This hidden outback oasis will leave with new impressions of the outback. Forget desolate landscapes of dirt and endless horizons, when you arrive at Cobbold Gorge you’ll be treated to one of Outback Queensland’s most colourful natural wonders. From the top of the escarpment, marvel at the narrow gorge flowing between sandstone walls standing 30-metres tall. The magnificent outback hues of the sandstone cliffs cast their reflection in the pea green gorge, the kind of vistas that you’ll want to pepper your Instagram feed with hashtag #outbackqueensland.

6. Duwadarri Lookout

Duwadarri Lookout (also known as Adels Grove Lookout) is a one-kilometre walk in the magical Boodjamulla National Park. Don’t be fooled by the short distance of this climb (it’s short and steep), but the top of the ridge will reward walkers’ perseverance with views of the emerald Lawn Hill Creek running between yellowed limestone plateaus and sandstone cliffs. Stop at the top of the ridge to catch your breath before continuing along the cliff towards Indarri Falls Lookout for views and a quick dip.

7. Callide Lookout

There are three lookouts to choose from for magnificent views of the Callide Power Station, Callide Dam and the area’s mining operations. Like the Mount Isa City Lookout these also take an industrial edge to Outback Queensland’s otherwise ecological lookouts, while flaunting the astounding size of the town’s Callide mine and power station. While one lookout will give astounding views of the power station, and another of the mine, the Callide Dam Lookout will give keen anglers an advantage to scope their scaly competition with the spectacular views of Lake Callide – it boasts one of Queensland’s highest quality inland fisheries, housing Barramundi, Sleepy Cod, Yellow-belly and Red-claw.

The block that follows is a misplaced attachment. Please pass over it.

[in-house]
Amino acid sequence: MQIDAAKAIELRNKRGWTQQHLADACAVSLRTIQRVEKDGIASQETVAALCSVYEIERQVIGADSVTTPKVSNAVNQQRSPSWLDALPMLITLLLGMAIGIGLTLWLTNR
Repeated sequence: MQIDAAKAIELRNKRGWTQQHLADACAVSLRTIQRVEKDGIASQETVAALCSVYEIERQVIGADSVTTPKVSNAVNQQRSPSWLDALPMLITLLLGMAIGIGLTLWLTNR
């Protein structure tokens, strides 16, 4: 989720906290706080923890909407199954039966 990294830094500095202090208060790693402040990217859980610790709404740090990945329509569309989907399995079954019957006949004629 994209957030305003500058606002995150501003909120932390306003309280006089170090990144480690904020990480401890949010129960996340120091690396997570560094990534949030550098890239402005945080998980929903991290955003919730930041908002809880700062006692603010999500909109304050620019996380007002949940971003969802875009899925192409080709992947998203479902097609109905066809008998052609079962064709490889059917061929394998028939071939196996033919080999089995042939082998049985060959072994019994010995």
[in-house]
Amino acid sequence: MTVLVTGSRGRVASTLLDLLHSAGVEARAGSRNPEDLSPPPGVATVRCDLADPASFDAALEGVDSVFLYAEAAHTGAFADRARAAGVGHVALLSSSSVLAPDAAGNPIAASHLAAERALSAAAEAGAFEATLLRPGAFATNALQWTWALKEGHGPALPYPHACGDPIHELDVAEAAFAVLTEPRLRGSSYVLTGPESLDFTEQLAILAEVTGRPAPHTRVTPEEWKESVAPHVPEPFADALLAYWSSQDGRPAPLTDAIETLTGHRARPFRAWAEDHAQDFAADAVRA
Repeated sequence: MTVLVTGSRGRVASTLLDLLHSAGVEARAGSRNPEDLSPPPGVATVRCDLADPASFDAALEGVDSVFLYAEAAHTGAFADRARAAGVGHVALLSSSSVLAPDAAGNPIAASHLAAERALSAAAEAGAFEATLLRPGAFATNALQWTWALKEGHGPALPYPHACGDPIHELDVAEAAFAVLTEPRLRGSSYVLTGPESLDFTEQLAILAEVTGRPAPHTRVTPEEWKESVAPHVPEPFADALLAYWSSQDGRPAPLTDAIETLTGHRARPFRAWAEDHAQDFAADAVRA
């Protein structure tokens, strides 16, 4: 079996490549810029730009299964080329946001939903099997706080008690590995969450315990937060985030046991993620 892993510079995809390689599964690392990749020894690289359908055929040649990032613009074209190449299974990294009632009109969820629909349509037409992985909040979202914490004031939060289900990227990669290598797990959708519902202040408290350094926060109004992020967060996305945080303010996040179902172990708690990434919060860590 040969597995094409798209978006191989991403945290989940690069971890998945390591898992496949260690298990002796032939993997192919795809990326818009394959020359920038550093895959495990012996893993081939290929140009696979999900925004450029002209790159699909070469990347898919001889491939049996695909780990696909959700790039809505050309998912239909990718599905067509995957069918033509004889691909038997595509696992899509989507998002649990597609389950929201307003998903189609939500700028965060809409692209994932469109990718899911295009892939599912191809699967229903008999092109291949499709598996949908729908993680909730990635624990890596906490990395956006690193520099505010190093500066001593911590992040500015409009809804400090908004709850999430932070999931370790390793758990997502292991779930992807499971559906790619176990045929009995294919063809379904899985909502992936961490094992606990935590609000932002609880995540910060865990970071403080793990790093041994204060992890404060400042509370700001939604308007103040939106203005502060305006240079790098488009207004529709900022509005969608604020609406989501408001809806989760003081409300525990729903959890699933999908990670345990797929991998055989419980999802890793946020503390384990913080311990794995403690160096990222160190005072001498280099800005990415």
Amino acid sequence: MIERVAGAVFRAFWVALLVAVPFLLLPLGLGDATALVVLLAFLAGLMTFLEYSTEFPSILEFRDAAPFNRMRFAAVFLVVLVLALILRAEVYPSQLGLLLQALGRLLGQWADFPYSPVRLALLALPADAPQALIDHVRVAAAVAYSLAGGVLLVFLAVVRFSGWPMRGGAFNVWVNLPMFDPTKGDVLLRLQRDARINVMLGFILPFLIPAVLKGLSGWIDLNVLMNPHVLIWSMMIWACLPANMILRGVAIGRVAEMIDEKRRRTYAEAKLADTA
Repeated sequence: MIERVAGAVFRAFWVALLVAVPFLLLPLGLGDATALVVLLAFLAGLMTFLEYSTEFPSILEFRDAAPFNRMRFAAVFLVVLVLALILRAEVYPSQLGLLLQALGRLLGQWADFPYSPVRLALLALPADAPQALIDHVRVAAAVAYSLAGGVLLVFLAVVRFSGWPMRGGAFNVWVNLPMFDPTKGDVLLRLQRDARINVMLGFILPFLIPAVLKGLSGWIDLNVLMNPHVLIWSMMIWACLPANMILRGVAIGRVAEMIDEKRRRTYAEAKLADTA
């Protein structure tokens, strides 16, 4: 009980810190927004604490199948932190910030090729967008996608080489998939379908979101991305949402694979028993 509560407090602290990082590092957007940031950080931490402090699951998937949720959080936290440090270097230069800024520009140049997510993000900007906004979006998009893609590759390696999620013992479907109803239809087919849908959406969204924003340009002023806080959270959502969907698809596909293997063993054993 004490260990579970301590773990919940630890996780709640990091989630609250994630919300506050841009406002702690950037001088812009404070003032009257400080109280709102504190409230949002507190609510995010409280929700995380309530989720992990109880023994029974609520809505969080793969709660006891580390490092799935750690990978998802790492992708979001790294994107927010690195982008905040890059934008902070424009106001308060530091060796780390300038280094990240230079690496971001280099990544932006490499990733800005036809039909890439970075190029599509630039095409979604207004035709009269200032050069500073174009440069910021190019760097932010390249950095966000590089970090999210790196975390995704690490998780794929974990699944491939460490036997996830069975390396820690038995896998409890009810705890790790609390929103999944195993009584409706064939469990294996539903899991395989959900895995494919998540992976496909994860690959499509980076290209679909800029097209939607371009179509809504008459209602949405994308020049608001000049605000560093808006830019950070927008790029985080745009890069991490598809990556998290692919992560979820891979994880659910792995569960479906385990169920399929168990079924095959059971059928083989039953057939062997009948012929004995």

8. Dinosaur Canyon

Considering Dinosaur Canyon overlooks some seriously ancient archaeology, this lookout was built with modern architecture in mind. The new Dinosaur Canyon at the Australian Age of Dinosaurs Museum allows visitors to wander amongst the landscape and dinosaur statues on a 300-metre high pathway, which travels through galleries of life-sized exhibits: Dinosaur Stampede, Pterodactylus, Kunbarrasaurus, Death in the Billabong and Valley of the Cycads exhibits. The sculptures sit amongst boulders and natural vegetation, and will leave you wondering whether you’re in Outback Queensland or Jurassic Park – the former being far less frightening.


9. Lake Moondarra

A prefect day at Lake Moondarra by Marco Bracchi.

As a general rule, where there are lakes there are lookouts. And you’re going to need one to take in Lake Moondarra in all her 23.75km2 glory. Not only is this body of water full of fish, and big fish (barramundi and sooty grunter) mind you, it’s also the town of Mount Isa’s water supply. You’ll find the artificial lake and lookout downstream from the township along the Leichhardt River. On a clear day, expect bright blue water that positively ‘pop’s against the rocky facade that surrounds the lake like a cauldron. The view from the top is not only a good one from a natural point of view – but also to see what was once the largest water scheme in Australia financed by private enterprise.

Where’s your favourite place to soak up an Outback Queensland view? Let us know in the comments.